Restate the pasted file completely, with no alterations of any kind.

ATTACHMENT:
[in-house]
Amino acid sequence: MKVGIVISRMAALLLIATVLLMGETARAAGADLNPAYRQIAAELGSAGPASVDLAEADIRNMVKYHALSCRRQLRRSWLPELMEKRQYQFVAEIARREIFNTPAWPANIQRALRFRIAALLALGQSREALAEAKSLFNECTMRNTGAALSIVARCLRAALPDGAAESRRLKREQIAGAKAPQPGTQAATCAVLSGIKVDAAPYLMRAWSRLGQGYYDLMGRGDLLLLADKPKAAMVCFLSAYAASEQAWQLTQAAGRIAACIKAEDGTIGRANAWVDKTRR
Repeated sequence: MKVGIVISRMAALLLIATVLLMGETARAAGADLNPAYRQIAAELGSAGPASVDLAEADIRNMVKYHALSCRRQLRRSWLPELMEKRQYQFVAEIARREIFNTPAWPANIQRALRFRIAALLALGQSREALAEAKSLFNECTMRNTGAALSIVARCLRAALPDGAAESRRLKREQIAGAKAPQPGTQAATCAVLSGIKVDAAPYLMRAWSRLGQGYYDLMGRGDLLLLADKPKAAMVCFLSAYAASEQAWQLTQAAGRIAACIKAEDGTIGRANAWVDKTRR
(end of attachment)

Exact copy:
[in-house]
Amino acid sequence: MKVGIVISRMAALLLIATVLLMGETARAAGADLNPAYRQIAAELGSAGPASVDLAEADIRNMVKYHALSCRRQLRRSWLPELMEKRQYQFVAEIARREIFNTPAWPANIQRALRFRIAALLALGQSREALAEAKSLFNECTMRNTGAALSIVARCLRAALPDGAAESRRLKREQIAGAKAPQPGTQAATCAVLSGIKVDAAPYLMRAWSRLGQGYYDLMGRGDLLLLADKPKAAMVCFLSAYAASEQAWQLTQAAGRIAACIKAEDGTIGRANAWVDKTRR
Repeated sequence: MKVGIVISRMAALLLIATVLLMGETARAAGADLNPAYRQIAAELGSAGPASVDLAEADIRNMVKYHALSCRRQLRRSWLPELMEKRQYQFVAEIARREIFNTPAWPANIQRALRFRIAALLALGQSREALAEAKSLFNECTMRNTGAALSIVARCLRAALPDGAAESRRLKREQIAGAKAPQPGTQAATCAVLSGIKVDAAPYLMRAWSRLGQGYYDLMGRGDLLLLADKPKAAMVCFLSAYAASEQAWQLTQAAGRIAACIKAEDGTIGRANAWVDKTRR